I am struggling with moral superiority. It literally kept me awake last night. I am going to try to renounce moral superiority.
The revelation was a short podcast called The Key to Trump’s Appeal, which I picked up from a friend’s Facebook post. The gist was, why are so many people loyal to Trump, why do they believe his lies, why do they overlook his gross faults and misdeeds? The podcaster’s answer: they love him because of his faults, which are right out in the open for everybody to see. They love him because he does not make them feel inferior. Continue reading
I’m trying not to think about the election being less than two weeks away. I’m unsubscribing to all the political emails that have been cluttering my inbox, writing “STOP” to all the political texts. I’m barely skimming the headlines, “watching” TV news with the sound muted while I work a mindless coloring app on my phone. I’ve hand-delivered my own ballot to the county clerk’s office. I’m trying to stay focused on the present, the day to day, the hourly.
It isn’t working. I’m still obsessing about November 3. Continue reading
I don’t want to go overboard on this Mayor Pete thing but when I examine myself and also look at the extraordinary response he is stirring in others I have to wonder what is going on, exactly. So do many analysts, like Amber Phillips in today’s Washington Post (Why is Pete Buttigieg so popular?). She puts forth the theories she’s gleaned: his novelty, the parts of his resume that appeal to liberals (he’s young, he’s gay), the perennial search for leadership from outside the Beltway, his potential to beat Trump (highly speculative at best but at least he seems unflappable), and finally, simply that he’s got “the intangibles.” Which means that the analysts haven’t come up with a name for whatever it is. Continue reading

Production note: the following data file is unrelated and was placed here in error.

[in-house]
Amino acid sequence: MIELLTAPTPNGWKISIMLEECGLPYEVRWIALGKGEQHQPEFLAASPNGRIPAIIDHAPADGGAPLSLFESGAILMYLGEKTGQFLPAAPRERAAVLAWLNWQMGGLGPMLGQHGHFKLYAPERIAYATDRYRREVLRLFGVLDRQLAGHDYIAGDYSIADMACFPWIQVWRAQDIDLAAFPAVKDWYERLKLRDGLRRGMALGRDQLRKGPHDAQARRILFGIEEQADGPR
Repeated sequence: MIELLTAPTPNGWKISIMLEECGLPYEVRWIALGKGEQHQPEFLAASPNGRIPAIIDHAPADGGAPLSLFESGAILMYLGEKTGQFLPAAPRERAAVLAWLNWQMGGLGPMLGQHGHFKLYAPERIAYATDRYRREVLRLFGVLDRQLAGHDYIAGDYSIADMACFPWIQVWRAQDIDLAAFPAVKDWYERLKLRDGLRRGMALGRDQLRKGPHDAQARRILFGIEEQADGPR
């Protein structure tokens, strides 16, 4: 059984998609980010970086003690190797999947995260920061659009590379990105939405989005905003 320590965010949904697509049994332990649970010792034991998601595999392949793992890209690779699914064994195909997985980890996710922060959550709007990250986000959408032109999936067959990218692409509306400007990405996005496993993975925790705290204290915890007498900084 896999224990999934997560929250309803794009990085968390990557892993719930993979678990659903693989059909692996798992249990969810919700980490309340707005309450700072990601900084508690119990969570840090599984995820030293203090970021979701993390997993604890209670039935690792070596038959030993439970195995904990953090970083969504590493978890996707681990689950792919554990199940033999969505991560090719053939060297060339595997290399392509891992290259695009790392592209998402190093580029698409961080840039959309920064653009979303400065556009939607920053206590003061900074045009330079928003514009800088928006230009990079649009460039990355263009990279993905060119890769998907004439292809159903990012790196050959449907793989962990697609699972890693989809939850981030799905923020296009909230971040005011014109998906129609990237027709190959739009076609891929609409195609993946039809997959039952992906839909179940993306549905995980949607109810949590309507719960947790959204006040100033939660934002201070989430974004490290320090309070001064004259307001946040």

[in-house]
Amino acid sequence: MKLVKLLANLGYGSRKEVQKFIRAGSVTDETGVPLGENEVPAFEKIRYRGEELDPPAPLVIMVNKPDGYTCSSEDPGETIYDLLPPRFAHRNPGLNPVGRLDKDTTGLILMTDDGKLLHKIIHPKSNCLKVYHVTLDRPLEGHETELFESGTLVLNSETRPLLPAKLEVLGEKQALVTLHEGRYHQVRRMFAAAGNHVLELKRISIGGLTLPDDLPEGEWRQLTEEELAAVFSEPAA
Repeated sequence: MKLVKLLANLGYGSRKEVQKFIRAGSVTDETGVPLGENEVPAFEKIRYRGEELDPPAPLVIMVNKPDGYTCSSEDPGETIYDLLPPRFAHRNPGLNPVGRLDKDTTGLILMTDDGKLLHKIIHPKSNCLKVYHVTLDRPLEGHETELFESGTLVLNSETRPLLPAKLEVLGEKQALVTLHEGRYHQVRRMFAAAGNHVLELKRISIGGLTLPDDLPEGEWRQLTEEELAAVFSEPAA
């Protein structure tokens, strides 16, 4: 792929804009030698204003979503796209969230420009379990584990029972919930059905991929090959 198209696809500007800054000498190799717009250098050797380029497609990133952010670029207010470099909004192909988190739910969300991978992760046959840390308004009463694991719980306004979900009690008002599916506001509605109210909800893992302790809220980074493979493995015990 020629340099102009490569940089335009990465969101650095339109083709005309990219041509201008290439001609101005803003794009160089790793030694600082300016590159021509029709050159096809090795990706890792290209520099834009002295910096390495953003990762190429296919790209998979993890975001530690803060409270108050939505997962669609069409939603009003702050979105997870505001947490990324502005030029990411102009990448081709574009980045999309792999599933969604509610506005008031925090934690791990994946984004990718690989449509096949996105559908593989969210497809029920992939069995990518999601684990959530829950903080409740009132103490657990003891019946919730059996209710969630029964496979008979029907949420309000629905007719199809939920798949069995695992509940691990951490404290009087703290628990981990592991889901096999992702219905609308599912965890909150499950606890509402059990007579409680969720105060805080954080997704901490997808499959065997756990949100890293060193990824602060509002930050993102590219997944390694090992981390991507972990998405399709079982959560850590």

Watching Pete Buttigieg’s big announcement with friends yesterday I was struck with how much he appeals to people just like me. I even saw myself in his description of himself as a nerdy teenage misfit and in his English teacher’s glowing praise. I had teachers who still talk like that about me, though I haven’t done anything spectacular with my life. Like me, Pete is a visionary; he likes the big picture view. His faith, his modesty (if a presidential candidate can be called modest), his calm demeanor are all traits that resonate with me. Where he is different from me, it is in ways I admire: he is smarter, more articulate, more energetic (younger!), potentially more inspiring. Continue reading
There are a lot of Democratic candidates for president in 2020 so it should not be surprising that one of them is my neighbor. He used to live about a 5-minute walk from my house but recently moved just across the river.
What is surprising is that this neighbor may actually be the best of the lot. I don’t know if my husband would agree yet; he is slower than me to make up his mind about just about everything. And just because I’m for this person doesn’t mean he’s going anywhere. My favorites tend not to get too far, let alone win. The exception was Barack Obama, who also happened to come from the neighborhood where we lived for a while, in a different city. Continue reading